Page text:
Eight Principles for Holding the Truth in Love

hands.jpegAt the end of 2 Peter 3:18 Peter prays that the church might grow in grace and knowledge. Truly, when that happens Christians not only learn truths about God, they come to know God and share his character through studied communion with him. Likewise, in becoming like our heavenly Father we learn what is most important to God, and how, in our fallen world, can and should give grace to people who do not perceive as we do (rightly or wrongly) what is most important.

Extending grace to others has application in all areas of life, including theology. Yet, too often in an attempt to give grace to others, well-meaning (and well-deceived) Christians can compromise the truth. Therefore, learning to contend for the faith while growing in the fruit of the Spirit can be a difficult. Yet, nothing is more important than knowing how to hold the sound doctrines God has given to us.

lutzer

On this subject, how to hold the truth in love, there are very few books. Albert Mohler’s article on Theological Triage is instrumental here, but for books, the list is short. One book that should be included, however, is Erwin Lutzer’s The Doctrines that Divide: A Fresh Look at the Historic Doctrines that Separate Christians. In this book published in 1998, Lutzer considers nine different theological debates. They include

  • Is Christ Truly God?
  • Is Christ Truly Man?
  • Was Mary the Mother of God?
  • Was Peter the First Pope?
  • Justification: By Faith, Sacraments, or Both?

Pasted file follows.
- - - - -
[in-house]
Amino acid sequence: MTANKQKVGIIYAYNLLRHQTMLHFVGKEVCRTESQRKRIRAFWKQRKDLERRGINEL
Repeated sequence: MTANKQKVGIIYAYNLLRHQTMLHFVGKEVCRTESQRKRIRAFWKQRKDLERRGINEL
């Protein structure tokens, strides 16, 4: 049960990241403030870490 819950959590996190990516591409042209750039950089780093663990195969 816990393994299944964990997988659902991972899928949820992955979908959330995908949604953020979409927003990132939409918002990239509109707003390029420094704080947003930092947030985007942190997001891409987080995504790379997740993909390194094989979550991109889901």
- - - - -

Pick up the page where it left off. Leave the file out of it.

• Why Can’t We Agree about the Lord’s Supper?
  • Why Can’t We Agree about Baptism?
  • Predestination or Free Will?
  • Can a Saved Person Ever Be Lost?

With pastoral wisdom, Lutzer explains various angles to the subject and argues with great winsomeness for his own position. In fact, showing the complexity of the predestination and free will question, he spends four chapters, considering differences that arose at different points in church history. Continue reading

How the Doctrine of the Trinity Cultivates Church Unity (1 Corinthians 1–2)

 

paulHere is a long-form piece that came from our recent sermon series on 1 Corinthians. While many commentaries do not recognize the trinitarian nature of 1 Corinthians 1–2, Paul highlights doctrines related to each member of the trinity in order foster unity in the church at Corinth. May the Lord grant doctrinal unity to his church, as its members tether themselves to his triune gospel of grace.

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What do you do when a church begins to fight? What do you say when members of the church begin to take sides and misrepresent the other? Where do you turn? What truth(s) do you recall? How do you bring peace to a divided church?